The result is a television series that’s frequently breathtaking. Each frame of Homecoming feels meaningful, and most feel at least vaguely familiar. But it’s a curious way to approach telling a story that was first told in podcast form, without any visuals at all. As Homecoming unfurls its mystery through 10 half-hour installments, the stylistic choices can seem more like aesthetic overdecoration than vital components of something fully cohesive. At the end of each episode, the credits play out over scenes that continue to roll, blocking the characters still in shot with names overlaying them in bold type. It starts to feel like a larger metaphor for the show: There’s so much happening that you can’t actually see it clearly.
If this feels like sniping—complaining that a television show is too striking—it’s only because Homecoming is otherwise terrific. It’s a stylish, cinematic mystery that’s unlike anything else on TV, streaming series or otherwise. Esmail (the creator of Mr. Robot) takes what was essentially an old-fashioned radio play about intrigue in the military-industrial complex and turns it into a suspense story that’s both old and entirely new. Not to mention that Homecoming has Roberts, a pharmaceutical-grade movie star, at its center, making her starring television debut with a performance that’s so interior it feels almost intrusive to watch.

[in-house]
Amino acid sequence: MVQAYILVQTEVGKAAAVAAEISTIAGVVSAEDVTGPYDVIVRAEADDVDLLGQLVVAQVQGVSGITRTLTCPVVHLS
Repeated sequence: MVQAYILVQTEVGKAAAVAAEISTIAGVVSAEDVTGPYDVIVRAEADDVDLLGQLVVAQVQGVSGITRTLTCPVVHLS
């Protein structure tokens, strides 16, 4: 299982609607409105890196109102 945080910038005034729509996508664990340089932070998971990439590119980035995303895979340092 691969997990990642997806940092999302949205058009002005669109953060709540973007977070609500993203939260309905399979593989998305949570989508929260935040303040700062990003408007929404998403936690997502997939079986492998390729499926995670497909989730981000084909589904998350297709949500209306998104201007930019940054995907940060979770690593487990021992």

When Homecoming debuted as a podcast (written by Eli Horowitz and Micah Bloomberg, who also wrote the show), it starred Catherine Keener as Heidi, a caseworker, and Oscar Isaac as Walter, a serviceman coming off his third tour. Roberts now plays Heidi, the lead administrator of a program called Homecoming Transitional Support Center, which she tells Walter (Stephan James) is a “safe space” for him to process his military experiences and re-familiarize himself with civilian life. Heidi’s job includes weekly sessions with the Homecoming residents and sporadic phone calls with her boss, Colin (Bobby Cannavale), a buffoonish shark of a corporate middle manager who praises Heidi by saying “fist bump” out loud.
The series jumps back and forth in time between the Homecoming scenes, set in 2018, and scenes set a few years later, when Heidi is working as a waitress at a waterside diner and is visited by Whigham’s investigator, Carrasco. The podcast signaled leaps in chronology with a whooshing kind of jet-engine sound; Esmail employs the same device, but he also renders the future scenes in a square 1-to-1 ratio, making them feel tense and claustrophobic. It hardly seems necessary, because it’s so clear from Roberts’s performance that these two Heidis are totally different. 2018 Heidi is girlish, earnest, motivated, and compulsively organized. Future Heidi is pallid, lifeless, hollow, and claims not to remember anything about her old job. The question of what’s happened to her becomes the show’s defining mystery.